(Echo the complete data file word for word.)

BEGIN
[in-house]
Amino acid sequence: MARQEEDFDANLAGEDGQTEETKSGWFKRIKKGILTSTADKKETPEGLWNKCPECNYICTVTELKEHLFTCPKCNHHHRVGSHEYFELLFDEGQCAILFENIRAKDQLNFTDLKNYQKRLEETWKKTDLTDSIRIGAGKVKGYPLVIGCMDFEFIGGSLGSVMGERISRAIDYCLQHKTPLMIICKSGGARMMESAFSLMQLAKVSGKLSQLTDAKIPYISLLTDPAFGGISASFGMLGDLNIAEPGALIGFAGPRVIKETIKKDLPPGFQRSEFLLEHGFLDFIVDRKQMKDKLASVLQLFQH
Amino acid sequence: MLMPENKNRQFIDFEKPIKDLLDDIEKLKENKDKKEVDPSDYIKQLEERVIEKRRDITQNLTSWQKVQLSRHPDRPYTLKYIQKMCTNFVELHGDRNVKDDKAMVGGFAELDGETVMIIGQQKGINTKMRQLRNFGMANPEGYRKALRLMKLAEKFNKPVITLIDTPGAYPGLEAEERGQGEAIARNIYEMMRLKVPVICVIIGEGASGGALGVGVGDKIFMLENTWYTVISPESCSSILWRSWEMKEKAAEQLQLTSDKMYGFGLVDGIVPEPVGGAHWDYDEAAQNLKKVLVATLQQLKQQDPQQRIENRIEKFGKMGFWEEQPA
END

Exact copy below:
[in-house]
Amino acid sequence: MARQEEDFDANLAGEDGQTEETKSGWFKRIKKGILTSTADKKETPEGLWNKCPECNYICTVTELKEHLFTCPKCNHHHRVGSHEYFELLFDEGQCAILFENIRAKDQLNFTDLKNYQKRLEETWKKTDLTDSIRIGAGKVKGYPLVIGCMDFEFIGGSLGSVMGERISRAIDYCLQHKTPLMIICKSGGARMMESAFSLMQLAKVSGKLSQLTDAKIPYISLLTDPAFGGISASFGMLGDLNIAEPGALIGFAGPRVIKETIKKDLPPGFQRSEFLLEHGFLDFIVDRKQMKDKLASVLQLFQH
Amino acid sequence: MLMPENKNRQFIDFEKPIKDLLDDIEKLKENKDKKEVDPSDYIKQLEERVIEKRRDITQNLTSWQKVQLSRHPDRPYTLKYIQKMCTNFVELHGDRNVKDDKAMVGGFAELDGETVMIIGQQKGINTKMRQLRNFGMANPEGYRKALRLMKLAEKFNKPVITLIDTPGAYPGLEAEERGQGEAIARNIYEMMRLKVPVICVIIGEGASGGALGVGVGDKIFMLENTWYTVISPESCSSILWRSWEMKEKAAEQLQLTSDKMYGFGLVDGIVPEPVGGAHWDYDEAAQNLKKVLVATLQQLKQQDPQQRIENRIEKFGKMGFWEEQPA